Hip problems aside, he's a complete player; his hockey sense is fantastic. He's very good skater, but he got even better this year than he was last season (when he scored 35 goals as a rookie). He's quicker off the mark, and he's especially good at handling the puck at top speed. He can pass well, uses his teammates effectively, plays well defensively and will backcheck, too. He's complete, he's elite, he's dynamic. He may not be as flashy as Niederreiter, so even with the concerns, I don't think he'll slide too far. NHL teams picking anywhere from 10-20 have to be excited at the prospect of getting him, even with the risk involved, because he'll be the only real legitimate top-line talent available there if he slides.- MR
Stats through Feb. 26
GP- 12 G- 7 A- 6 PTS- 13 PIM- 8
Calvin Pickard, G Seattle Thunderbirds 6-0, 207 15 Apr 92 (18th overall)
I think he's a first-round talent, absolutely-- he's just excellent. His older brother (Chet- first-round pick of Nashville in '08) was so good in the second half of that season and in the playoffs-- but Calvin has been playing at that level all year and on a pretty poor team. Some guys question his athletic ability, his raw quickness, but I take a different view. I think that because his positioning is so good, and he's so technically sound, he doesn't need to use that quickness as much. I think he has it, but he's just so advanced in terms of his positioning and staying square to the shooter that the reflexes don't jump out at you.
I think he's maybe had a lot of advanced (goaltending) coaching at a young age...either that or he got all the "how-to" goaltending DVDs and watched them religiously (laughs). But, seriously-- he's a guy who is so effective and keeps his team in every game, which is important because Seattle's just not very good. - MR
Stats through Feb. 26
GP- 54 MIN 3210 GAA- 3.03 W- 14 L- 29 T-11 SVS- 1714 SO- 3 SPCT- .914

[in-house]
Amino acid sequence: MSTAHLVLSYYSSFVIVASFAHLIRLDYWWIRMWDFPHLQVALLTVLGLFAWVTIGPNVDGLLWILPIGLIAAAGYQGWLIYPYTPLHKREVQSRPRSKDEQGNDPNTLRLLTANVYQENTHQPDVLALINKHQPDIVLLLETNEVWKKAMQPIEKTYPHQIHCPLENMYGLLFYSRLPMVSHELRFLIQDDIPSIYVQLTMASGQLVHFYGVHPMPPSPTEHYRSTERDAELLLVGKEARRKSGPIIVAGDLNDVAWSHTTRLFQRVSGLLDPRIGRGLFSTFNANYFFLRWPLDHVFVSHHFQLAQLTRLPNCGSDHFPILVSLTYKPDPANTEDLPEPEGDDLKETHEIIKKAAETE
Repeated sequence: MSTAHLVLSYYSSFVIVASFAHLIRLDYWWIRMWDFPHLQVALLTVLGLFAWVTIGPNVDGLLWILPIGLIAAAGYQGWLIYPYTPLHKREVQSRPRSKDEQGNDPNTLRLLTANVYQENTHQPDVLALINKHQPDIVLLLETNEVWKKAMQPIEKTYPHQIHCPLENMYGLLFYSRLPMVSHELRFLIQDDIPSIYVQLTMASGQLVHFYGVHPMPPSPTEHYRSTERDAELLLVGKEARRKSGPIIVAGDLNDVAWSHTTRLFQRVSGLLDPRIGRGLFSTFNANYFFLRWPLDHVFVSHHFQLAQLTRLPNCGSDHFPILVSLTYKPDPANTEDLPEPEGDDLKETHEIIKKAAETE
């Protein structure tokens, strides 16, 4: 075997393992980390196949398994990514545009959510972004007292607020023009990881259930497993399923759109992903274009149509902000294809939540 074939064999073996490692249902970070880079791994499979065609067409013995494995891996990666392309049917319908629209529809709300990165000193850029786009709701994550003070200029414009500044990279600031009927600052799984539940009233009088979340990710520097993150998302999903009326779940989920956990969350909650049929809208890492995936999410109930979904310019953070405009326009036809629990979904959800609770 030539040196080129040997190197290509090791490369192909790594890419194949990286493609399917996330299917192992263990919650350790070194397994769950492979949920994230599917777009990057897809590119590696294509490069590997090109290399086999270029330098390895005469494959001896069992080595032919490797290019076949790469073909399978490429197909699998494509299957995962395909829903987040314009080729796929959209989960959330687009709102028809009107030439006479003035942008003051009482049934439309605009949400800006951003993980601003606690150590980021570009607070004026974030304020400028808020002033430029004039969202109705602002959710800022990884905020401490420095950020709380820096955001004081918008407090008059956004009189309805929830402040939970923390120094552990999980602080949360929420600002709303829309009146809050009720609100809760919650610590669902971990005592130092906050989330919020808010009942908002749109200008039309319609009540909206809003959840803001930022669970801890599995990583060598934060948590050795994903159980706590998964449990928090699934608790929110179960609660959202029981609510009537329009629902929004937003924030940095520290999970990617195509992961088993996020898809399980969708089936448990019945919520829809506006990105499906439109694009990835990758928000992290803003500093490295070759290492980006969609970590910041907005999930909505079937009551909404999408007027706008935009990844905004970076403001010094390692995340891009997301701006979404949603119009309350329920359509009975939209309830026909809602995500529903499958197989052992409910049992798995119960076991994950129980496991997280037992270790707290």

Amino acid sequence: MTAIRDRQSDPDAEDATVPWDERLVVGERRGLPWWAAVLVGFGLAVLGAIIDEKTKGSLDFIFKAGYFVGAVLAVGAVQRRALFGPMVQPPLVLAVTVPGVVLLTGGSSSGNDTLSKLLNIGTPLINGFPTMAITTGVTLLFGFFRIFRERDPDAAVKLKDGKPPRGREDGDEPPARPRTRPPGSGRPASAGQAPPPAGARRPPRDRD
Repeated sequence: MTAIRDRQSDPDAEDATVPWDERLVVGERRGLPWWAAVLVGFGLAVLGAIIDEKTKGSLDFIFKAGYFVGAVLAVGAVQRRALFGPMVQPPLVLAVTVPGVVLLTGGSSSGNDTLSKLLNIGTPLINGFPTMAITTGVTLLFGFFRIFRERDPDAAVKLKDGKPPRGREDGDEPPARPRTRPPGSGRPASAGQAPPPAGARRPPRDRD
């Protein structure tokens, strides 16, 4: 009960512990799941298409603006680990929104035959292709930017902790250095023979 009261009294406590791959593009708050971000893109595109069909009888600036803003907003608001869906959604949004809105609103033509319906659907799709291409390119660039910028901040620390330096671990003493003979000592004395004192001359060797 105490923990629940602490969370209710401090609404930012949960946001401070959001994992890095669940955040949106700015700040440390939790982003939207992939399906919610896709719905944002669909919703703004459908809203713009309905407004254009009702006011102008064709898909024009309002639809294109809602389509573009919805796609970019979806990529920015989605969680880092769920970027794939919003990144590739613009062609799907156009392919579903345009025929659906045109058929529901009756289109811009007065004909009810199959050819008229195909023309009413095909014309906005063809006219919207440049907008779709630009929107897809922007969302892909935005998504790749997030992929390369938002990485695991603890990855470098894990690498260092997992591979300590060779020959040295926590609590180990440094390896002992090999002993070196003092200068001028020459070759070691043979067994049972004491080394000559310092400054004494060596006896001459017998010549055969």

Quinton Howden, LW Moose Jaw Warriors 6-2, 183 21 Jan 92 (22nd overall)
He's tough to figure out-- I'm still not sure what he brings. He's a big guy who doesn't play all that big. He's a fantastic skater and good shooter who plays with the right energy most of the time. But, he's still a hard guy to figure. He looks a little one-dimensional; he plays with Jason Bast and around Christmas when Bast got hurt and missed a couple of weeks, Howden really struggled offensively-- that's a concern. At the next level, he'll be around skilled guys, so maybe it's not an issue, but he's just someone I have a hard time getting passionate about. If I were sitting at an NHL table at the draft, I don't know that I'd be pounding the table for this guy.
I also wonder about his hockey sense a bit. A lot of his goals come from odd-man rushes and breaks from in behind the D where he can get in close and put it away, but I don't see a lot of creativity and puck distribution from him. Now that being said, he has a terrific shot-- that ability to shoot the puck would put him in the top-15 alone, but the other things about his game...that's why he's further down the list for me. - MR
Stats through Feb. 26
GP- 61 G- 27 A- 37 PTS- 64 PIM- 42
That's the WHL top-five. I'll be back later this weekend with Mike's thoughts on the next five: Brad Ross, Dylan McIlrath, Alex Petrovic, Ryan Johansen and Mark Pysyk.